From: Eliezer Yudkowsky (firstname.lastname@example.org)
Date: Tue Jun 01 2004 - 06:01:06 MDT
Samantha Atkins wrote:
> Thanks for writing this Eliezer.
Thanks for commenting!
> My first level comments follow.
> How can we possibly get an SAI, excuse me, a "Friendly Really Powerful
> Optimization Process". to successfully extrapolate the full collective
> volition of humanity? At this point in the game we can't even master
> simple DWIM applications. We do not have AIs that are capable of
> understanding immediate volition much less the full extended volition.
Huge progress in AI is required to do this? Yes, no kidding. Leave that
part to SIAI. For the moment we speak only of the ends to which the means
> So how can any device/AI/optimization process claiming to do so possibly
> seem other than completely arbitrary and un-Friendly?
It is not about "claiming". If one has not verified the Friendly Thingy to
work as claimed, one does not set it in motion.
> Extrapolation of volition based on what we would want if we were very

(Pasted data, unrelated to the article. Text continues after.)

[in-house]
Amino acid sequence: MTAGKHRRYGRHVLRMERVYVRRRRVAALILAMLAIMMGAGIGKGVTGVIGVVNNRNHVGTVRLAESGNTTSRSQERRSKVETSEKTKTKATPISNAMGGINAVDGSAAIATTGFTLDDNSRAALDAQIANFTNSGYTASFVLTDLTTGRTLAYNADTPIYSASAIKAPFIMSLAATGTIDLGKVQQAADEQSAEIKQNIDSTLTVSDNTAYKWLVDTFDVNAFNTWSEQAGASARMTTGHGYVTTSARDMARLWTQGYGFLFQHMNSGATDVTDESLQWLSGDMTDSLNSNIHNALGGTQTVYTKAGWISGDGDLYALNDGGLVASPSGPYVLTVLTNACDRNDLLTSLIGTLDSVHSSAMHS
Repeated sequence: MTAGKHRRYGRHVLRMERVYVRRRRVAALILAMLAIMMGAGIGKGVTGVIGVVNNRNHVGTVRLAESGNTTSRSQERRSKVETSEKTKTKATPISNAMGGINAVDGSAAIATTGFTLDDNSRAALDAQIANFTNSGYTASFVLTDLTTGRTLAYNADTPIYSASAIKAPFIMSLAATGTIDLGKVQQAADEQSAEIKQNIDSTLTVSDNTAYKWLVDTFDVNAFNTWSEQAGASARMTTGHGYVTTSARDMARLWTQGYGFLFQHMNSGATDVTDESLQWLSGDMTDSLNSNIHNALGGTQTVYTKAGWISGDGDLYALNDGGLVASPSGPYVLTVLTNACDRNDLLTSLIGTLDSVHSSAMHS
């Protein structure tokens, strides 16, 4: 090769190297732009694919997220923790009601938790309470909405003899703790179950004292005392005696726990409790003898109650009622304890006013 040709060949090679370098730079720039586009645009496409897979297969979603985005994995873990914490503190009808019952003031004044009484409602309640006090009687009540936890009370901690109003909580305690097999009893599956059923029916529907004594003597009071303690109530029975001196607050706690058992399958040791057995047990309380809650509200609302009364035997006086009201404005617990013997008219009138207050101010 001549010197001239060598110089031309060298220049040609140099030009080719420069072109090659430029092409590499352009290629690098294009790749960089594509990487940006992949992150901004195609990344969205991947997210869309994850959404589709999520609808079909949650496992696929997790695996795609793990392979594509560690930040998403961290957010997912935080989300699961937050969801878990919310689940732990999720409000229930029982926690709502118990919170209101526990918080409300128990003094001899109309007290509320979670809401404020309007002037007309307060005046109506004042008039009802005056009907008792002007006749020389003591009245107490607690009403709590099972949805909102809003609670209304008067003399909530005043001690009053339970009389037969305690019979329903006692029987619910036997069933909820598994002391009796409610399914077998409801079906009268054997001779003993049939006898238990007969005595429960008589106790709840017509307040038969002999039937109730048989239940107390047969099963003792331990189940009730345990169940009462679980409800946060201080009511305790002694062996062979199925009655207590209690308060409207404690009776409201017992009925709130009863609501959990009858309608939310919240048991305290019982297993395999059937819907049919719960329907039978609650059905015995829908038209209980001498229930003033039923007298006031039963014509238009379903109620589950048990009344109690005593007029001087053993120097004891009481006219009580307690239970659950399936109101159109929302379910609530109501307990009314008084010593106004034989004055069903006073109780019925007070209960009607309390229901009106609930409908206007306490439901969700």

> different beings than we are is even more likely to go far off the mark.
Hence the measurement of distance and spread.
> How can this possibly not diverge wildly into whatever the FAI (or
> whatever) forces to converge into simply what it believes would be
> "best"? This is unlikely to bear a lot of resemblance to what any
> actual humans want at any depth.
I have added PAQ 9 to address this:
Q9. How does the dynamic force individual volitions to cohere? (Frequently
A9. The dynamic doesn't force anything. The engineering goal is to ask what
humankind "wants", or rather would decide if we knew more, thought faster,
were more the people we wished we were, had grown up farther together, etc.
"There is nothing which humanity can be said to 'want' in this sense" is a